One aspect of the Yana Toom affair that I brought out in my talk in Stockholm was a generational dimension, and it's one that's been on my mind in recent weeks. I was thinking about my friends (roughly my age) who travel around the world, and then I thought about two very famous Estonians, Marko Matvere and Jaan Tätte, who also travel around the world. Except when our friends travel around the world, it's just traveling around the world. But when Matvere and Tätte travel around the world, it's a Big Fucking Deal. Oh, look, Tätte sent home a postcard from Hawaii. Let's put it in a museum! Why are they so important? Sure, they write songs. But my friends also write songs. Sure, they appear on TV and in film. But ... so do some of my friends. And yet, whatever Matvere and Tätte do seems to be more imbued with meaning, more relevant. They are, ühesõnaga, culturally significant.
The only real difference between the Tätte and Matveres of Estonia and people my age, is that they are a little older. They are of the so-called "Winner's Generation." (They are both pushing 50). This is pretty hilarious construct for Americans, because in America, the generation born in the 1960s was pretty much seen as getting screwed at every stage of their life [See Reality Bites]. But in Estonia, people born in the 1960s are number one. Think of the first Laar government from 1992. Much has been made of their youth at the time. Laar was 32. Foreign minister Jüri Luik was 27. Defense minister Indrek Kannik was 28 (just checked these by the way, though I recall Laar boasting at a conference about the young members of his first government). Two decades on, not much has changed. The big boys are still running the show. There are younger ministers, some even my age, but they are usually somebody's protege. Who makes the big decisions about Estonia's future? The Winners.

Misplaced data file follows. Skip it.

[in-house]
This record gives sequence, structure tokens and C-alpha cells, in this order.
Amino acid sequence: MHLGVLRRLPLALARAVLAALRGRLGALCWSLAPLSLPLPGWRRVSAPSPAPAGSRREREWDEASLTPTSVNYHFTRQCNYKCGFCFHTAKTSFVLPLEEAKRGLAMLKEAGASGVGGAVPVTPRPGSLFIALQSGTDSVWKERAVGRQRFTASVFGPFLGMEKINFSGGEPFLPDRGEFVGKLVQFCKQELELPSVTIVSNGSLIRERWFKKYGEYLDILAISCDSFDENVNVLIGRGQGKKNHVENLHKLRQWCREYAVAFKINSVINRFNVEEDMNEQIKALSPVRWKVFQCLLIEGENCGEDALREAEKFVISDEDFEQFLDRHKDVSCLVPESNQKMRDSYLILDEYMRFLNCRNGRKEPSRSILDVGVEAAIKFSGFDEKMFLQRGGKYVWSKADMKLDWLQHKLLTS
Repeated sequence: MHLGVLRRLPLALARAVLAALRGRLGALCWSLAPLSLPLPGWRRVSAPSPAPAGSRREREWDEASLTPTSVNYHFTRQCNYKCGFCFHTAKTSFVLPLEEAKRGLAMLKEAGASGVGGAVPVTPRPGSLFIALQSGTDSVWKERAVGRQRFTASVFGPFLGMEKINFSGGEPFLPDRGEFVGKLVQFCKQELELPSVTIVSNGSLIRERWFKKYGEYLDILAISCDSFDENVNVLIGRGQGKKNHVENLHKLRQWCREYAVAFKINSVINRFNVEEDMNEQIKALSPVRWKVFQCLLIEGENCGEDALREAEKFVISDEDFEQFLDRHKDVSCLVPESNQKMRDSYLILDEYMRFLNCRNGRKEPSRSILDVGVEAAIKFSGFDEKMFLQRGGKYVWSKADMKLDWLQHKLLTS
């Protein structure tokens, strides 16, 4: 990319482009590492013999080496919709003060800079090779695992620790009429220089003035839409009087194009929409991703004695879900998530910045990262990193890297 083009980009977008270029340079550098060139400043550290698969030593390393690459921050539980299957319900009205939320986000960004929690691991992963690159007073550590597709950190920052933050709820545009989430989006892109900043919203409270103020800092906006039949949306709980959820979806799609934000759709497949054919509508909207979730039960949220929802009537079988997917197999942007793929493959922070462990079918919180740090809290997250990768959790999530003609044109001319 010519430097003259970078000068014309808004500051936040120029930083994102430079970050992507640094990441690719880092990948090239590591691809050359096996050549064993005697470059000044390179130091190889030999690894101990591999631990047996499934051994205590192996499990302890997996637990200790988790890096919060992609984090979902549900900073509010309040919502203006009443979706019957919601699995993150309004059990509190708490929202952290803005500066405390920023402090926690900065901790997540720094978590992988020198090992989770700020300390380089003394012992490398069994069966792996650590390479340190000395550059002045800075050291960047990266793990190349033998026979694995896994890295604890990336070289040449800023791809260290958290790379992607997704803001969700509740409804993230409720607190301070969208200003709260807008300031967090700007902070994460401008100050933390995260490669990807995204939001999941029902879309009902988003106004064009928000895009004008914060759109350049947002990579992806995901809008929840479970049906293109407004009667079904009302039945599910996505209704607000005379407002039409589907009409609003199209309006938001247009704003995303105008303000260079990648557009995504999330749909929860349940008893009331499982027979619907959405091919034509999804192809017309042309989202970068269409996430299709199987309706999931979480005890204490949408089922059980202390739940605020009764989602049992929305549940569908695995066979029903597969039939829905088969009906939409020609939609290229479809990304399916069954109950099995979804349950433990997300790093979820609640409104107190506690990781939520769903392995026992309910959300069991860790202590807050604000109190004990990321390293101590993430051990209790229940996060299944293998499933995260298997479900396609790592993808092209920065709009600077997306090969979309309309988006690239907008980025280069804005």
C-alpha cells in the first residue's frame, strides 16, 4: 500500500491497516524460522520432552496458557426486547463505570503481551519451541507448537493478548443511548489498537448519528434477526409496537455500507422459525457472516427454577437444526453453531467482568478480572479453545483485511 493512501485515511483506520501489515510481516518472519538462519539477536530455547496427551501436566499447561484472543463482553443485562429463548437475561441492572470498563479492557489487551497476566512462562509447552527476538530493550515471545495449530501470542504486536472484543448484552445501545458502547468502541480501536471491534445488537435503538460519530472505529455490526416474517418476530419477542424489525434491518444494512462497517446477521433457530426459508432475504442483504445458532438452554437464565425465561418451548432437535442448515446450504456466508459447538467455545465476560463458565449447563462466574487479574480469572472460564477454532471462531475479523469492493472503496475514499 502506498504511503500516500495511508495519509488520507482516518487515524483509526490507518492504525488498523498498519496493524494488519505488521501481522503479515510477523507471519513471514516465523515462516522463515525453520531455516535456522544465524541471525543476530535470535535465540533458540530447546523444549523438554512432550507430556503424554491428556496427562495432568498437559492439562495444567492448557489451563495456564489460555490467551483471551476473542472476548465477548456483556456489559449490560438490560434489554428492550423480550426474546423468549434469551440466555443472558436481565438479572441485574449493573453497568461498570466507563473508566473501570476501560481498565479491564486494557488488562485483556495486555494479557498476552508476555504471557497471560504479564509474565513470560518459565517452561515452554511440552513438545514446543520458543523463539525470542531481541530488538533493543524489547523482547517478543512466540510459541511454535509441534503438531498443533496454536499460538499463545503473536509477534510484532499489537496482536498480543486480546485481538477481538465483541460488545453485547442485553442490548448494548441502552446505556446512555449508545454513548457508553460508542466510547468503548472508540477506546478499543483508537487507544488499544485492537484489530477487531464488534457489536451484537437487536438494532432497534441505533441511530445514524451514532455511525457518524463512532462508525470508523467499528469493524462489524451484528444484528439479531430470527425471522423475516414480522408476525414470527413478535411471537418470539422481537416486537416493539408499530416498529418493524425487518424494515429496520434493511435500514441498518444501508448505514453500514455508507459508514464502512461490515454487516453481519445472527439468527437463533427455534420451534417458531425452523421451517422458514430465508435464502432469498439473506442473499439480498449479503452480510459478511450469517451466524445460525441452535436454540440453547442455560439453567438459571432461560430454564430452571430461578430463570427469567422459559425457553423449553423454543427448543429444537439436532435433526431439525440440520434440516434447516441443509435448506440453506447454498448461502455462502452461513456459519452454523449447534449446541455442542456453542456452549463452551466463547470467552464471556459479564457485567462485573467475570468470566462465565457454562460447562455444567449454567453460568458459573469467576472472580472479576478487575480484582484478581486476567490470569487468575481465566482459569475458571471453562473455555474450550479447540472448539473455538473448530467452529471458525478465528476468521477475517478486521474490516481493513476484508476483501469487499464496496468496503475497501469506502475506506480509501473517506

But who is a Winner? I usually think of Savisaar as the first Winner, not because he wins so many elections, but because he thinks he's so important. He may count on some pensioners' votes, but the painstaking/philosophical/academic approaches of say Paul-Eerik Rummo or Jaan Kaplinski are absent. People wonder what Savisaar stands for. That's easy. Savisaar stands for whatever Savisaar happens to think at the time, naturally. End of story. It was this combative nature that earned him the nickname, "Piggy." And what you see down the line after him is a long list of Piggies. They are significant just because ... they are significant.
And, to draw Yana Toom in here a little, all of the issues that molested their psyches during the Brezhnev stagnation continue to plague Estonian politics. Russification is one of those issues. It's not unlike Vietnam in the United States. Remember the 2004 election and the "Swift Boat Veterans for Truth"? Somehow, what happened in Southeast Asia at the tail-end of the 1960s became more important than what was happening in Afghanistan and Iraq in the middle of the 00s. And for younger, less diverse generations of Estonians, these questions about language and history are not as important as being able to find a good job. But for the Winners they were, and will continue to be, among the most significant issues we face. A discussion about minority issues in Estonia today does not occur in the context of 2013 but, too often, in the context of 1980. But, as Kaplinski alluded to in his essay (see discussion in previous post) Estonian-Russian interpersonal relations before the war, before the Winners came onto the scene, and in the tsarist era, were actually pretty okay. Not that it matters much what he says. It's got to be frustrating for the Kaplinskis of Estonia. He's now an elder in society, and yet all this wise old man can do is write essays and hope that somebody reads them.
The thing about Yana Toom is that she is a Winner, at least technically. She's the same age as Juhan Pärts, Jüri Luik, a year younger than Matvere, two years younger than Tätte. Except Yana Toom is not a winner. She's a loser. I would not like to see the conditions under which she becomes the foreign minister of the Republic of Estonia. But Estonian Russians of her age have to deal with that. While their EstoEsto peers climbed quickly to hold the top positions in the land, meet with presidents and kings and queens, and generally can count on having things named after them when they are dead, the Yana Tooms of Estonia cannot point to a similar amount of success. These are people who were completely socialized in the Soviet system, who became adults before it fell apart, who looked forward to one future and yet were handed a very different one. That's bound to generate some bitterness.